If you take the statistics of death in any country in the world [I have checked the statistics for the USA and Japan, where the annual statistics are easily available and reliable], the natural death rate of a population is in the range of 90-93% for any year. The other three modes of death [homicide, accident and suicide] contribute a mere 7-9% of the total deaths in any year. Suicide alone contributes to only 2-4% of the total deaths for any country for any year. But the media, and the scholars completely ignore this fact, and unnecessarily exaggerate the suicides. Logically, if there are 100 deaths, and 2-4 people commit suicide, one should take this as an inevitable outcome and nothing unusual. But the trouble with suicide reporting is that the numbers are not seen in complete context. All the suicide hotlines and other suicide assistance programs are, I eccentrically consider, ploys of psychiatrists and other connected personnel [including the drug industry] for funding and some mental soothing on their part for 'do-good hoopla'! I'm being politically incorrect here. But, one should be rational also, right? In Japanese culture [predominantly Buddhist], suicide is not given such morbid attention as is prevailing in Christian countries. Of course, the tragedy is noted, but they take a philosophical view that it is one mode of death; after all, this is more rational. So much, for this mail. Best regards.

Sachi Sri Kantha

[18] E-mail to Robert Pape [June 27, 2006]

Dear Bob Pape:

It has been a while since I last corresponded with you. I was alerted by one of my friends to one of your interviews, which appeared in the American Conservative (July 18, 2005). I have some comments to make. After I read your interview responses, I could infer that

(1) You have taken a little bit of poetic license in tagging the LTTE as a ‘Marxist group’, right? Where did you find a recent reference to the LTTE as a 'Marxist group?'

(2) In 2004, for your query, I provided information that LTTE suicide cadres come from both Hindu and Christian families, right? Why did you fail to mention the 'Christian families'? Is it because, this would offend the sentiments of the American Conservative readership?

(3) You danced on pretty thin ice, when you stated that you have been collecting 'native language sources - Arabic, Hebrew, Russian and Tamil,' which may be true. But, if you as a researcher are not fluent in these non-English languages to decipher the contents, don't you think that your analyses would be far from good, and nothing but half-baked? Can anyone research about Shakespeare’s plays and sonnets without learning English? and what do you think the quality of such lopsided research will be, if he or she depends only on the translations provided to him/her?

I'd appreciate your responses, since I like to hear from you first before I prepare a commentary on your research on suicide terrorism which has received some publicity in Sri Lanka. With best wishes.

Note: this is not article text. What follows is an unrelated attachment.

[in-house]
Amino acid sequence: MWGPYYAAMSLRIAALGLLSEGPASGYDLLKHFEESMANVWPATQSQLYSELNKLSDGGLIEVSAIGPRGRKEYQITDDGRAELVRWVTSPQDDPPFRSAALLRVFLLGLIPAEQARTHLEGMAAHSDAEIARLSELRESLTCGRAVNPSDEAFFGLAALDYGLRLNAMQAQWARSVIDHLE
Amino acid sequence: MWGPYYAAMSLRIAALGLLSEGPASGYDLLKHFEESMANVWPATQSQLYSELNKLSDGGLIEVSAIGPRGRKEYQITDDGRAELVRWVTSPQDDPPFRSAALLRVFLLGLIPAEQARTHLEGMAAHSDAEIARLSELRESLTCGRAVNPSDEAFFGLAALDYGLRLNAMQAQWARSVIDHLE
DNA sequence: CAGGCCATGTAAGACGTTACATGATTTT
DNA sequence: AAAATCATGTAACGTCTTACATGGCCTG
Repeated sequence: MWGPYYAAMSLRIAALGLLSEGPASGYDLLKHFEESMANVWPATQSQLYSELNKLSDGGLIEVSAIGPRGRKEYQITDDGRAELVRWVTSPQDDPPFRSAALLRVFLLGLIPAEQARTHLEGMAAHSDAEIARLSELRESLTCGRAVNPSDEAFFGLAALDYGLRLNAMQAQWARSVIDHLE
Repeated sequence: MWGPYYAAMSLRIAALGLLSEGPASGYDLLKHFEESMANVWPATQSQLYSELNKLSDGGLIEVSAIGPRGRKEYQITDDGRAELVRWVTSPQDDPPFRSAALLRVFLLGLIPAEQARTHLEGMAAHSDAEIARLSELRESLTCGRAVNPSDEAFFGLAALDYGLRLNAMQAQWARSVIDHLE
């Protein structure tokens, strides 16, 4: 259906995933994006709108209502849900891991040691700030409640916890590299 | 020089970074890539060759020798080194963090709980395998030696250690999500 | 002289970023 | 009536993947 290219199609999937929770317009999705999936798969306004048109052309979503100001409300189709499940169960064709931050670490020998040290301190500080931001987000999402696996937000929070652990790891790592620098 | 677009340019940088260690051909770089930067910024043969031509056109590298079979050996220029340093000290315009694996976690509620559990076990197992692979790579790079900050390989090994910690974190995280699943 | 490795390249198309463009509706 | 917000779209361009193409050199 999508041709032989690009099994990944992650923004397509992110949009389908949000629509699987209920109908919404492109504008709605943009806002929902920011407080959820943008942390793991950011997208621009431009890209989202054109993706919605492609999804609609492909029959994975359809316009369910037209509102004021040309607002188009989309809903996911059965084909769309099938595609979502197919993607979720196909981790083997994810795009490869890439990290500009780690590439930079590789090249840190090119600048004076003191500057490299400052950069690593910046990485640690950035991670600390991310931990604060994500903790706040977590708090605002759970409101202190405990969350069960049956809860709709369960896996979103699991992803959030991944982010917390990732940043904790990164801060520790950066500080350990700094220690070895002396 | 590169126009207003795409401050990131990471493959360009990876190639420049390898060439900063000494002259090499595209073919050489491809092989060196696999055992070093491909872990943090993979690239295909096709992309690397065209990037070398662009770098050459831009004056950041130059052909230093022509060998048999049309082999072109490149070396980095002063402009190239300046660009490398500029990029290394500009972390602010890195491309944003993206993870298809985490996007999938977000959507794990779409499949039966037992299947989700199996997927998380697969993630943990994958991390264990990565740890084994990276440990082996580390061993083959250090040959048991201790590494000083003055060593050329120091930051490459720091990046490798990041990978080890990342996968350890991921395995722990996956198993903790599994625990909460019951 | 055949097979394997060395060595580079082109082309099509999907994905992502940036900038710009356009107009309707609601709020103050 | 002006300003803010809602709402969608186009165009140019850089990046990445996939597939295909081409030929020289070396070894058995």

Sachi Sri Kantha

My Impressions

The above-provided chronology of e-mail exchange should reveal to everyone that it was I who first reached for Robert Pape, after reading his 1993 review paper on what he has titled ‘The strategic logic of suicide terrorism’, which had appeared in the American Political Science Review journal. Since he had included the Tamil Tigers in his study, I decided, ‘To heck with strategic logic! I’ll first check this guy’s research logic.’ How reliable should be the assembled data on Tamil Tigers (even if he is an academic from the University of Chicago!), if he is ignorant of the Tamil language? In his first e-mail (dated April 29, 2004), Robert Pape acknowledged his deficiency in Tamil language, which I accepted in good faith.

Benjamin Disraeli (1804-1881) once quipped, “To be conscious that you are ignorant of the facts is a great step to knowledge.” Since Robert Pape let me know courteously in 2004 that his Tamil knowledge is zilch, I opted to provide material on the LTTE’s Black Tigers for his database. My logic was faultless. If an American academic was interested in researching on the LTTE’s Black Tigers, let him get the authentic facts first from an Eelam Tamil rather than from twisted secondary or tertiary sources like Dayan Jayatilleka and Bruce Hoffman.

To conclude this essay, I should admit that Robert Pape’s research has disappointed me. It surely has attractive bells and whistles. But, his research logic is rather flawed. This will be dealt with in a sequel essay. I wish Robert Pape had read the short 1974 commentary titled, ‘Some follies of Quantification’, by Peter Medawar (1915-1987), before embarking on his quantification of ‘suicide bombing statistics’ since 1980. I quote two sentences of Medawar from his commentary. “It is in sociology that premature or inappropriate quantification is most obviously an embarrassment. This is because in their anxiety to appear truly ‘scientific,’ many sociologists have based their activities on an entirely erroneous model of scientific procedure according to which important scientific truths grow out of semblage of facts, preferably in numerical form.” [Hospital Practice, July 1974, vol.9, no.7, pp.179-180]. For those who don’t know about Medawar, I merely annotate here that his credentials as a great experimental scientist/science ethicist/essayist are impeccable, since at the age of 45, he became a Medicine Nobelist in 1960.